This scam starts with two preconceptions: first, that a grandparent will come to the aid of a grandchild in a time of crisis, and second, that most grandparents don’t live with their grandchildren, so they are not always aware of their whereabouts. The scam starts with a phone call from the scammer to the target. The target’s name and phone number can be easily obtained through public records. In some cases, the scammers might use social media to start their search and get preliminary information about targets and their grandchildren, including names. For this reason, it is important not to accept social media connections or friend requests from anyone that you don’t know. The amount of information that a scammer can obtain is limited when there is no connection.

In the simplest case, the scammer will obtain a target’s name and phone number from public records. They will look for names that were more popular during the years when today’s potential grandparent was born, such as Dorothy, Helen, Margaret, George, Edward, and Ronald. The scammers know that there is a higher chance that these names belong to those born in the 1920s and 1930s. According to the Social Security Administration, these six names were the some of the most popular names for girls and boys born in those two decades.

The scammer will begin with one of these names and start dialing. Here is an example  of an exchange  between a scammer and a caller, which is based on a real story:

Target: Hello. Scammer: Grandpa? Target: Randy?

Scammer: Yeah.

Target: What’s the matter?

Scammer:  I’ve been in a car wreck. Target: Are you okay?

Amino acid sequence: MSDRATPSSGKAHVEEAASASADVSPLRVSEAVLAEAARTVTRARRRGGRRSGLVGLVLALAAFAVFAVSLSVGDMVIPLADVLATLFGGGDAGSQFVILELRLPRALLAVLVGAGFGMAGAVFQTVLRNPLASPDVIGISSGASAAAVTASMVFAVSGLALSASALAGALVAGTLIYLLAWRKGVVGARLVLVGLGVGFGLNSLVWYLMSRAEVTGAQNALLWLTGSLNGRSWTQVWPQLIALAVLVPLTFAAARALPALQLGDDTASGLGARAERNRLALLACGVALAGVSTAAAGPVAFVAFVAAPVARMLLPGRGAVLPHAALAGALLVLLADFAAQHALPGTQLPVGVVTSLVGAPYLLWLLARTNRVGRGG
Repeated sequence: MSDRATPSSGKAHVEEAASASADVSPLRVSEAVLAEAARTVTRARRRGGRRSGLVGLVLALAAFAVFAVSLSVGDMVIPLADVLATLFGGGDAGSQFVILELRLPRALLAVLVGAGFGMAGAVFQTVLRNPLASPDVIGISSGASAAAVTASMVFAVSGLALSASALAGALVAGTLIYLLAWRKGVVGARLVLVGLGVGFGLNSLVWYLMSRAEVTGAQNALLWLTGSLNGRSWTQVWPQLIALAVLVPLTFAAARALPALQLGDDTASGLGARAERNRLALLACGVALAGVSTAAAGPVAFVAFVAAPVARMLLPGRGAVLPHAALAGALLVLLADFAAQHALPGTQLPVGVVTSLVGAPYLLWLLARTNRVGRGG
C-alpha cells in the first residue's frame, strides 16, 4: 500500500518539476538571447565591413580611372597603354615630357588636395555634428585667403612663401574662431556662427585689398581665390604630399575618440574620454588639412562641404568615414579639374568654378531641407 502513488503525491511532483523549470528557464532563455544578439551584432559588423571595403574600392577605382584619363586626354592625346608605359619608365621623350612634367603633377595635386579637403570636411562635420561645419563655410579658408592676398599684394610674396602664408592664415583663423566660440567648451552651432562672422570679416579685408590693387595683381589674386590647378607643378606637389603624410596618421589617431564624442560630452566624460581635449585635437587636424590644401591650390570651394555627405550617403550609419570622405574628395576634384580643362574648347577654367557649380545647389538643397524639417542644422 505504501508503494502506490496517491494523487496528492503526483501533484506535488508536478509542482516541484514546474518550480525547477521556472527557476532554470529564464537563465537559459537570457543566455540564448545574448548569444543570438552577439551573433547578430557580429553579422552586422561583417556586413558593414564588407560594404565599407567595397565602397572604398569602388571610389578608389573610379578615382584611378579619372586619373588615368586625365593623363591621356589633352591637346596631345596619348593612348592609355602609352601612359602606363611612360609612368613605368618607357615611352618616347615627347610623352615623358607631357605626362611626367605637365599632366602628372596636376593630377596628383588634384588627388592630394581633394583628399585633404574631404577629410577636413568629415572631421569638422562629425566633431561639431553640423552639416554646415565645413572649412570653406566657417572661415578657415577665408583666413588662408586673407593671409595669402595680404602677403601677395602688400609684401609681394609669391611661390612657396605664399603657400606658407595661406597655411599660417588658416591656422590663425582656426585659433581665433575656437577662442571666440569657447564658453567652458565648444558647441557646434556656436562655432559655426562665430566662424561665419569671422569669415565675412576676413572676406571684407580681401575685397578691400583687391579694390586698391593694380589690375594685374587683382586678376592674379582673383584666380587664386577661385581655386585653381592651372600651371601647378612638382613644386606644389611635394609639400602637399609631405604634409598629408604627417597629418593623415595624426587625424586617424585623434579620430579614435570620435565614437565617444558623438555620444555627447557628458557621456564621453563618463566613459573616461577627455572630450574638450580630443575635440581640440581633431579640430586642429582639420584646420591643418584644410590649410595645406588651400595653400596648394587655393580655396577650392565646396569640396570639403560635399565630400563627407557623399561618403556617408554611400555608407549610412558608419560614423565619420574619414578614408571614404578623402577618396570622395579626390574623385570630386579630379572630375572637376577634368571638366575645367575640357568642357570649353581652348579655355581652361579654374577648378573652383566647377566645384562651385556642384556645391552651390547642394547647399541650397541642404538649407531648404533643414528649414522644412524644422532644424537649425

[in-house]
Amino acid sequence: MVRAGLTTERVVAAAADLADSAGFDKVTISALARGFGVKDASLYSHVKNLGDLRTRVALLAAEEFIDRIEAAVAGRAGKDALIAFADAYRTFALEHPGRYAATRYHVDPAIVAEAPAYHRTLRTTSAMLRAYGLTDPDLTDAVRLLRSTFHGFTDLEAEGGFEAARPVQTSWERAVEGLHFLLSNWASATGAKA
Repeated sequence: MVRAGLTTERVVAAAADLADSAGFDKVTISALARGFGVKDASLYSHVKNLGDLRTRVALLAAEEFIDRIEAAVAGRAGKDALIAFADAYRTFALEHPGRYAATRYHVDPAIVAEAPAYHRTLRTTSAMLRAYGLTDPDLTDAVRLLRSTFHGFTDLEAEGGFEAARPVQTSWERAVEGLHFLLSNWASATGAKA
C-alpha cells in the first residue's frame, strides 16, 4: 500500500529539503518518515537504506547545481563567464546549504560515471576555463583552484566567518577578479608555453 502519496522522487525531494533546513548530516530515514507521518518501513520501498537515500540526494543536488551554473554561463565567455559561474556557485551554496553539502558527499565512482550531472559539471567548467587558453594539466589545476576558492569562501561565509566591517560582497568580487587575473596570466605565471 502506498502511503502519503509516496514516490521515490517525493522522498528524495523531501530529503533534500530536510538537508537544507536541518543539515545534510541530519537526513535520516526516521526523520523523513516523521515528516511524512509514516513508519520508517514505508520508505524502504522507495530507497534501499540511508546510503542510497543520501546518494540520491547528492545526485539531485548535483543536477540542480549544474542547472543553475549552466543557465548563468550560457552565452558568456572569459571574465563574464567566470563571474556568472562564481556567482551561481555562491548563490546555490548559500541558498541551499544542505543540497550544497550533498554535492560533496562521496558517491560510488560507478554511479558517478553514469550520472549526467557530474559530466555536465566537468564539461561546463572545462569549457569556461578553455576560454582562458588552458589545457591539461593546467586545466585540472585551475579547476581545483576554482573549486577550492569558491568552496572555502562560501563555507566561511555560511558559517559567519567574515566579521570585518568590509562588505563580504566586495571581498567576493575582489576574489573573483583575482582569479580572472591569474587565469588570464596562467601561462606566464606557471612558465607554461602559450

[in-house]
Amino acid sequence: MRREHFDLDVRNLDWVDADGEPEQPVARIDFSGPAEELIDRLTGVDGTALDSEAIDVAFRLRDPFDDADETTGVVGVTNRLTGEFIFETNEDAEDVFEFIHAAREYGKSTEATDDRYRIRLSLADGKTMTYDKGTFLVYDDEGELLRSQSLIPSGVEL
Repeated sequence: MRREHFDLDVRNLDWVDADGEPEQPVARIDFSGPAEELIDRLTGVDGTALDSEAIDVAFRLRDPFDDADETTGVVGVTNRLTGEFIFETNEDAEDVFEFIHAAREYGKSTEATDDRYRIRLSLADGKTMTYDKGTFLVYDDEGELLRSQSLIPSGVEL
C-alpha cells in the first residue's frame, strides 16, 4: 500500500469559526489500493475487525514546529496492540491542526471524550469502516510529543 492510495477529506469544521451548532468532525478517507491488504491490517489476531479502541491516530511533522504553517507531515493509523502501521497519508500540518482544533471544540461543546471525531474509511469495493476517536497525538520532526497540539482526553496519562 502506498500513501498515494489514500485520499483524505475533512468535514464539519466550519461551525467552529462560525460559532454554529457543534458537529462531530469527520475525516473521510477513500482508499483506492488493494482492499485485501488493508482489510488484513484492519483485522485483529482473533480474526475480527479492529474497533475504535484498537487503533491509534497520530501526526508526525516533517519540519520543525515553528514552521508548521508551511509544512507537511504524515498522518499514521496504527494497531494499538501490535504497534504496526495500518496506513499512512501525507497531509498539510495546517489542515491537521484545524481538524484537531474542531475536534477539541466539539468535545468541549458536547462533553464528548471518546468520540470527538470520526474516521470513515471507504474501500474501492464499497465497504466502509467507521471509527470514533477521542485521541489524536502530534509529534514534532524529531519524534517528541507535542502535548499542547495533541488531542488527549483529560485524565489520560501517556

Scammer: Yeah, but I need some money.

The scammer then instructed the target to send money to help resolve the situation. In this case the “situation” was a car accident, but there are many variations on this scam.

Another common story involves the grandchild having been arrested and in need of bail money. In any case, the scammer always instructs the target not to tell his or her parents and to only call back on the number the scammer is calling from because they lost their cell phone or because the battery is dead. Of course, if the target called their actual grandchild back on their known number, they would discover that their grandchild has not been in an accident or arrested, and that the whole thing is a scam.

Once more, emotion versus logic.

Emotion: A grandchild is hurt or in trouble. An emotional reaction to the set of circumstances that a scammer has put forth may cause the target to immediately take action. They may do what their grandchild says and ask questions later.

Logic and common sense: If a grandchild really needs your help, wouldn’t they want their parents involved as well? Wouldn’t the grandchild have their cell phone available for a call back? In any case, it always makes sense to verify the identity of a caller, even if it sounds like it might be a grandchild. Call them back at a number you know to be theirs and talk to them before sending any money.

In the Internet Age, it can be easy to get tricked online or on the phone by having a scammer manipulate our emotions. In examples described above, the scammer may have used the internet to identify victims or make robocalls. One of our best defenses against fraud is logic and common sense. When a situation involves providing information, money, or access to anyone, ask yourself, “Does this situation make sense?” It is especially important to do this when you have received the contact unsolicited (as opposed to initiating it yourself). Ask questions, take steps to determine the truthfulness of the claim, and don’t let emotions drive your behavior.